If you are interested in much of the literature and podcasts that I am, you’ve probably been bombarded with the idea of how beneficial and absolutely necessary meditation is to a well-balanced life.
This is overwhelming.
I understand that meditation helps one to connect with onesself and the surrounding world , but the idea of spending 20-40 minutes in quiet, contemplative form is not entirely realistic. I mean, heck, that’s the ideal time for a Powernap. Priorities.
I am an efficient person. Wait, let me rephrase this. I try my absolute hardest to be an efficient person. Since I am unable to multitask well, I have to skimp on things that waste too much time. So therefore, sitting still and simply “checking in” is not an alluring concept for me. And maybe this applies to you, too.
I listened to The Rich Roll Podcast episode from October 22 on my long run this past Friday, and often as it happens, Rich and Julie were discussing the power and need of meditation. The way in which it was being described made me realize something;
Meditation is individual. That’s the whole point.
Therefore, it extends past the traditional idea of sitting still for upwards of an hour concentrating all focus on inhaling and exhaling. Because that’s not attending to the individual.
The point of meditation is to check in with yourself, spend some time exploring your physical, emotional, mental, and intellectual psyches, see the state of the subconscious and conscious in your mind. Yes, for some people, this can only be explored upon a strict and unrelenting practice of observing the breath and visualizing the body in solitude and quiet. But for some, this can be achieved in different, more manageable, more appealing ways.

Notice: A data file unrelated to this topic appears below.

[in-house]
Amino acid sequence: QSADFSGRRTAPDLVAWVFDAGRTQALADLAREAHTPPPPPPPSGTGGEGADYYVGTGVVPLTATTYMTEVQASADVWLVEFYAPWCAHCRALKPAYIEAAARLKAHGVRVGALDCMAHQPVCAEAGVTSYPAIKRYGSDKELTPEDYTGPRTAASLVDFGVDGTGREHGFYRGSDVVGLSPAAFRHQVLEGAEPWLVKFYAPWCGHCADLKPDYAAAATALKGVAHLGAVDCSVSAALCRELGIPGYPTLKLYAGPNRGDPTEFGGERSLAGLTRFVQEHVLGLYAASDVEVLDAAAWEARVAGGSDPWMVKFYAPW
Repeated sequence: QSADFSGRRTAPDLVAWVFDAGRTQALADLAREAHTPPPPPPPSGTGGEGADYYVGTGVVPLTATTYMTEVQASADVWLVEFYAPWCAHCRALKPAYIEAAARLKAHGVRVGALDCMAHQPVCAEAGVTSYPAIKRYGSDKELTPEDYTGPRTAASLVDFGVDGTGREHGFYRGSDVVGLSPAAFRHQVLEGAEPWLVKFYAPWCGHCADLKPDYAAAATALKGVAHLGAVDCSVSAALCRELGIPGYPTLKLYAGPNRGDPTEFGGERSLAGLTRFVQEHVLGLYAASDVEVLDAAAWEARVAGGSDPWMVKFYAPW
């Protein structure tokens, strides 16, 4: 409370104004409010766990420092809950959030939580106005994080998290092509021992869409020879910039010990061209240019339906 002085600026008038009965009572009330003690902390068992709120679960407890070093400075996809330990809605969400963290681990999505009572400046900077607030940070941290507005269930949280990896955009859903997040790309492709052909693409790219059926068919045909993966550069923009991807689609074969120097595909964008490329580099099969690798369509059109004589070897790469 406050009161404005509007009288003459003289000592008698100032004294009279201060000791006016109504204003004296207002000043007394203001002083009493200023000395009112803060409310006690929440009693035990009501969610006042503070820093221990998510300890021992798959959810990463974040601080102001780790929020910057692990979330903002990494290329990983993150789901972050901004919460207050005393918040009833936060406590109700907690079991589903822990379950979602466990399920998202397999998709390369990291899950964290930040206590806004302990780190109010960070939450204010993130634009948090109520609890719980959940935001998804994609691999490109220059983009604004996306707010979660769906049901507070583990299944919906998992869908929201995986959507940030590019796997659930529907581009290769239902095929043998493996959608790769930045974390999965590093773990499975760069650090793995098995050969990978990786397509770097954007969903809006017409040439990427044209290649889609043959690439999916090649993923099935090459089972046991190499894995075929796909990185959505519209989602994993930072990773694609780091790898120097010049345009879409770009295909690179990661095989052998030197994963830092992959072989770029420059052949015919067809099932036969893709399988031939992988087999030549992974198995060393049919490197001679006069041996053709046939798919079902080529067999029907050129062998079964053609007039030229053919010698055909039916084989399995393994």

I realized on my run this week that I already have a meditation practice.
Every morning immediately following breakfast while I still have a steaming mug of dark roast, French press coffee entertaining my focus, I read a chapter in my Bible and then pull out my Moleskine journal. I spend upwards of 20 minutes writing about my previous day, what I’m grateful for, what went well yesterday, the upcoming day’s events, my goals, my disciplines, what makes me happy, people to pray for, my own prayers, etc. When I have to open at the coffee shop I work at, I don’t get to do this practice, and I have experienced a significant consequence of omitting this routine.
This is my individual form of mediation. I check in with my physical self–how did the morning run go? What upcoming races am I excited for? Am I ready for them?
I check in with my emotional self. Am I angry at anyone? Am I frustrated with anyone? Why am I experiencing the things I am experiencing? Have I experience closure with those who are leaving? How am I dealing with this?
I check in with my mental self. Am I feeling stressed about anything? How am I dealing with this stress? What do I need to do to manage this?
I check in with my intellectual self. What am I curious about? What do I want to learn more about? What do I need to explore more thoroughly? How do I become better?
Don’t be scared by “mediation”; it’s not about conforming to one specific practice, or adjusting your own practice to mirror something else. It’s entirely about you. It’s about your personal ability to connect with yourself and what’s around you. So get excited, because it can be journaling, swinging, sitting still, laying down, jumping rope…the possibilities are endless.
A couple of exceptions:
I have found that meditation does not work at it’s peak when one attempts to multitask. For instance, “meditative running” does not = meditation. You are unable to tap into your mental, emotional, and intellectual states because you are almost entirely consumed with feedback coming from the physical state.
Meditative eating does not = meditation. You miss out on the full pleasure of food because you are attempting to tap into too many other states, and not simply enjoying the sensation of the food you are eating.
Peace and Blessings,
Quiet the mind and the soul will speak.
-Ma Jaya Sati Bhagavati